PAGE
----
But recently, some seem to have gotten the wrong idea about a small piece of the proposal. Someone let an elephant in the room, and it’s time for us to talk about it.
As a former years-long member of the Sunshine Ordinance Task Force, I took the concern seriously. Serving on the Sunshine Ordinance Task Force in the wake of revelations by Edward Snowden of mass data surveillance was a privilege, and I didn’t take the task lightly. I worked closely with many members of the advocacy group San Franciscans for Sunshine – including architects of the Sunshine Ordinance – and they remain among my earliest friends and mentors in the San Francisco political world.
In response to this concern, drafters of Proposition B inserted a necessary but non-controversial provision which reads as follows: “The Privacy First Policy may not be implemented in a manner that is inconsistent with voter-approved ordinances regarding public records.”
In short, our Privacy First policy would be second to one thing and one thing only: the Sunshine Ordinance. It was critical for us to make sure that privacy regulation did not weaken San Francisco’s reputation as a beacon for open government and transparency.
In conversation with Sunshine Ordinance advocates over the past several years, there was widespread agreement about another fact: our public records laws are fundamentally, objectively broken.
You see, the Sunshine Ordinance was originally approved by San Francisco voters in 1999. It created some of the strongest public records laws of its time, including a Task Force to oversee implementation and enforcement (on which I was grateful to serve.) But that Task Force has fallen into disrepair. Right now, there is a permanent vacancy on the Task Force because the appointing authority — New America Media — no longer exists. Advocates also agree that the Sunshine Ordinance has grown stale when it comes to compelling disclosure of records created by new technology formats. Its enforcement provisions have proven cumbersome and ineffective at holding elected officials accountable for potential violations.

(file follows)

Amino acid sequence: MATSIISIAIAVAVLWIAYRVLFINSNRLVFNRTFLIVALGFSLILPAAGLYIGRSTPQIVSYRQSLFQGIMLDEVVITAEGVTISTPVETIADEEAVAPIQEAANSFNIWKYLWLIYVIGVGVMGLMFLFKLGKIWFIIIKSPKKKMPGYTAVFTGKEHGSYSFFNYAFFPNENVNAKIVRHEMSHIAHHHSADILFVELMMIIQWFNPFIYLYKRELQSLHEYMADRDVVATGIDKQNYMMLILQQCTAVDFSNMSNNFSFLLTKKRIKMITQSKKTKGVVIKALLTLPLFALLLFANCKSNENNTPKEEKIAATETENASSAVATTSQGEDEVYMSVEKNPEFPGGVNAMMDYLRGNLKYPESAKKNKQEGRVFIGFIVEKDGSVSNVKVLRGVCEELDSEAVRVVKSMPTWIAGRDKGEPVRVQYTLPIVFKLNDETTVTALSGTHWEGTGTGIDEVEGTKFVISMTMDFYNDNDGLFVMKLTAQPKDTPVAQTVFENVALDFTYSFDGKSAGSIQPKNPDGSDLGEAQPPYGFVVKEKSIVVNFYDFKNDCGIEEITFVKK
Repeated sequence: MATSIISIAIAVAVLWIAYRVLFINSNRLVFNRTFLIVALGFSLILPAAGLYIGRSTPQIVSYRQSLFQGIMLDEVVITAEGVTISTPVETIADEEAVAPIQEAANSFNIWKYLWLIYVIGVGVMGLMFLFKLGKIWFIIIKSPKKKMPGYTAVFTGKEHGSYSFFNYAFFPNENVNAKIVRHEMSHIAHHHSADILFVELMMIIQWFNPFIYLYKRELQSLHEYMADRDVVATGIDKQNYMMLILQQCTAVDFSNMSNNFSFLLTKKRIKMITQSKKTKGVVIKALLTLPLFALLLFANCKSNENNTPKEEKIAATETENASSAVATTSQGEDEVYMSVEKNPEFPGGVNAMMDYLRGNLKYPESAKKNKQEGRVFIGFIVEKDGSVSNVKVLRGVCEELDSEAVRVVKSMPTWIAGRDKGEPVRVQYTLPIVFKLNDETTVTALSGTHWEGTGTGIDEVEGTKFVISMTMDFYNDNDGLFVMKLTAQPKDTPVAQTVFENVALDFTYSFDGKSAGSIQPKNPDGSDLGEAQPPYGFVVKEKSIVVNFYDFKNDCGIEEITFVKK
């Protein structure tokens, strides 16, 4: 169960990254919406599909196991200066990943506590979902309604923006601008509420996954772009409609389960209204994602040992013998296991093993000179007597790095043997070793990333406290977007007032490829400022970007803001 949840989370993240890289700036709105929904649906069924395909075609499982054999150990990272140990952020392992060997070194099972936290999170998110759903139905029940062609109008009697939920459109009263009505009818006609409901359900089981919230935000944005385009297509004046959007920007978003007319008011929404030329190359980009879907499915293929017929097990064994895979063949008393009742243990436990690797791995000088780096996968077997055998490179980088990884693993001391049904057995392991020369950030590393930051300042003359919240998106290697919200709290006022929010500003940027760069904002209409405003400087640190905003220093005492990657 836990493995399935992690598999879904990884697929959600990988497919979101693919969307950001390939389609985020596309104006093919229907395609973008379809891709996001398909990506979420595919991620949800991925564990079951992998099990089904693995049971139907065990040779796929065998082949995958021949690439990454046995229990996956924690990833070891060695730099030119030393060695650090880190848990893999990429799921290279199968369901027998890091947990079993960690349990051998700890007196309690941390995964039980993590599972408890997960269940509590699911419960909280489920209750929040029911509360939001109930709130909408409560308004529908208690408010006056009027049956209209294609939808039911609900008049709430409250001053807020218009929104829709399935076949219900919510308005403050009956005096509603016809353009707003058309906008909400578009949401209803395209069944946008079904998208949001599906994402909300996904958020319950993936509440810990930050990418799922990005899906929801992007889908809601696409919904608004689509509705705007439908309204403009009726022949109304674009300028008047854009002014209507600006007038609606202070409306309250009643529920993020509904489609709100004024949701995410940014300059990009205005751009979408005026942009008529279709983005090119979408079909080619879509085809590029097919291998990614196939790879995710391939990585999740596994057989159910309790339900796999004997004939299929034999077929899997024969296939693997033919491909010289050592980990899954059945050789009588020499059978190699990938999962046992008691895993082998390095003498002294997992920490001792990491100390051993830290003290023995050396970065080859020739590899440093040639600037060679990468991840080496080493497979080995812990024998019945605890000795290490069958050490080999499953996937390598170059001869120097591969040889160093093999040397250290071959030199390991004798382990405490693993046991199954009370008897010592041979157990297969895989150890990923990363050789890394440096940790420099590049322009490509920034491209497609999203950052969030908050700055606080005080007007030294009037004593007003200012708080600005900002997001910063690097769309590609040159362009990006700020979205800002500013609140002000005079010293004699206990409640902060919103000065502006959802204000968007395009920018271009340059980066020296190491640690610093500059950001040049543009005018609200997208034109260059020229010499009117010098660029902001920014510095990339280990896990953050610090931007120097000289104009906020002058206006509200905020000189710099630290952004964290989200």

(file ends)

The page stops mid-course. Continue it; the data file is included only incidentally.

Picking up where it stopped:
Public records advocates have long asked for elected officials to fix these and other problems with the Sunshine Ordinance – and right now, the only way to do that is at the ballot.
It’s past time to bring the Sunshine Ordinance into the 21st Century, and the authors of Proposition B want to do right by Sunshine and public records advocates. That’s why we drafted a very limited provision that would allow the Board of Supervisors to amend the Sunshine Ordinance, “provided that any such amendment is not inconsistent with the purpose or intent of” the Sunshine Ordinance.
Opponents think that that provision will be abused. With all due respect to my good friends and mentors, I disagree that it can be. And the reason legal experts agree with me is simple: there is no amendment that would both (1) be consistent with the purpose and intent of the Sunshine Ordinance (as the law would require), and (2) undermine, weaken, or “gut” the Sunshine Ordinance, as some opponents have taken to arguing. It’s a paradox rooted in skepticism and a baseless interpretation of the law.
Skepticism can be healthy, but it shouldn’t obscure the truth: there is no poison pill in Proposition B. It’s something else entirely. Keeping with the metaphor, it’s more like a vitamin; one which will allow advocates and lawmakers to strengthen our public records laws, and with clear safeguards to prevent abuse.
Transparency and open government need not be inconsistent with protecting your privacy. Don’t be persuaded by a misguided legal interpretation of safeguards that were carefully drafted with your best interests in mind.
This November, Vote Yes on Proposition B to put your Privacy First… well, to everything but the Sunshine Ordinance.
Lee Hepner helped draft Proposition B, which is on the November ballot in San Francisco. He is an attorney and served for two years on the Sunshine Ordinance Task Force.